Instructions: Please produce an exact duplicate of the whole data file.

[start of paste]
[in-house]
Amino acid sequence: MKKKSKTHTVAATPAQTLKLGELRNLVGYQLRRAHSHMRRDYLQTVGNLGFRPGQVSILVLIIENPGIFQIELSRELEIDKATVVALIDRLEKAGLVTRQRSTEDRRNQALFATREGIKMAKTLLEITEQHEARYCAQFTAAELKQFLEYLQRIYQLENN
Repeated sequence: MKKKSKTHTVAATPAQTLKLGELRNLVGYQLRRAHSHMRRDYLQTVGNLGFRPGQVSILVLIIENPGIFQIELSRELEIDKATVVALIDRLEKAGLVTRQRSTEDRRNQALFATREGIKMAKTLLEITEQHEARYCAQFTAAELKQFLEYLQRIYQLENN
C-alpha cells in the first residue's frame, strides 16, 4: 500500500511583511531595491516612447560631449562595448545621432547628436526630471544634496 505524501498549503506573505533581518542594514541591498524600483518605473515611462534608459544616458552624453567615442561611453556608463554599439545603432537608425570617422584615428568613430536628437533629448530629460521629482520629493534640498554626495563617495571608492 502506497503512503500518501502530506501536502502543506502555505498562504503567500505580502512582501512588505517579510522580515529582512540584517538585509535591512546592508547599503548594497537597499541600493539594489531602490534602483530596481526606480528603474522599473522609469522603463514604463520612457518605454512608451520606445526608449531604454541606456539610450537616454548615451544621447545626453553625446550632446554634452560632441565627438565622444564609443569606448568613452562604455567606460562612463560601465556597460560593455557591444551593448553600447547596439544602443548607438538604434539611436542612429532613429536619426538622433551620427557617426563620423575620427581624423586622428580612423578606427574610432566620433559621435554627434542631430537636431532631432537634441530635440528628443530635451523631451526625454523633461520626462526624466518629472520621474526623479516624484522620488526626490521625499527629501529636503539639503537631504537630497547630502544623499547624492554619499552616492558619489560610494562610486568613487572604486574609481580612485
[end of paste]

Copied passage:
[in-house]
Amino acid sequence: MKKKSKTHTVAATPAQTLKLGELRNLVGYQLRRAHSHMRRDYLQTVGNLGFRPGQVSILVLIIENPGIFQIELSRELEIDKATVVALIDRLEKAGLVTRQRSTEDRRNQALFATREGIKMAKTLLEITEQHEARYCAQFTAAELKQFLEYLQRIYQLENN
Repeated sequence: MKKKSKTHTVAATPAQTLKLGELRNLVGYQLRRAHSHMRRDYLQTVGNLGFRPGQVSILVLIIENPGIFQIELSRELEIDKATVVALIDRLEKAGLVTRQRSTEDRRNQALFATREGIKMAKTLLEITEQHEARYCAQFTAAELKQFLEYLQRIYQLENN
C-alpha cells in the first residue's frame, strides 16, 4: 500500500511583511531595491516612447560631449562595448545621432547628436526630471544634496 505524501498549503506573505533581518542594514541591498524600483518605473515611462534608459544616458552624453567615442561611453556608463554599439545603432537608425570617422584615428568613430536628437533629448530629460521629482520629493534640498554626495563617495571608492 502506497503512503500518501502530506501536502502543506502555505498562504503567500505580502512582501512588505517579510522580515529582512540584517538585509535591512546592508547599503548594497537597499541600493539594489531602490534602483530596481526606480528603474522599473522609469522603463514604463520612457518605454512608451520606445526608449531604454541606456539610450537616454548615451544621447545626453553625446550632446554634452560632441565627438565622444564609443569606448568613452562604455567606460562612463560601465556597460560593455557591444551593448553600447547596439544602443548607438538604434539611436542612429532613429536619426538622433551620427557617426563620423575620427581624423586622428580612423578606427574610432566620433559621435554627434542631430537636431532631432537634441530635440528628443530635451523631451526625454523633461520626462526624466518629472520621474526623479516624484522620488526626490521625499527629501529636503539639503537631504537630497547630502544623499547624492554619499552616492558619489560610494562610486568613487572604486574609481580612485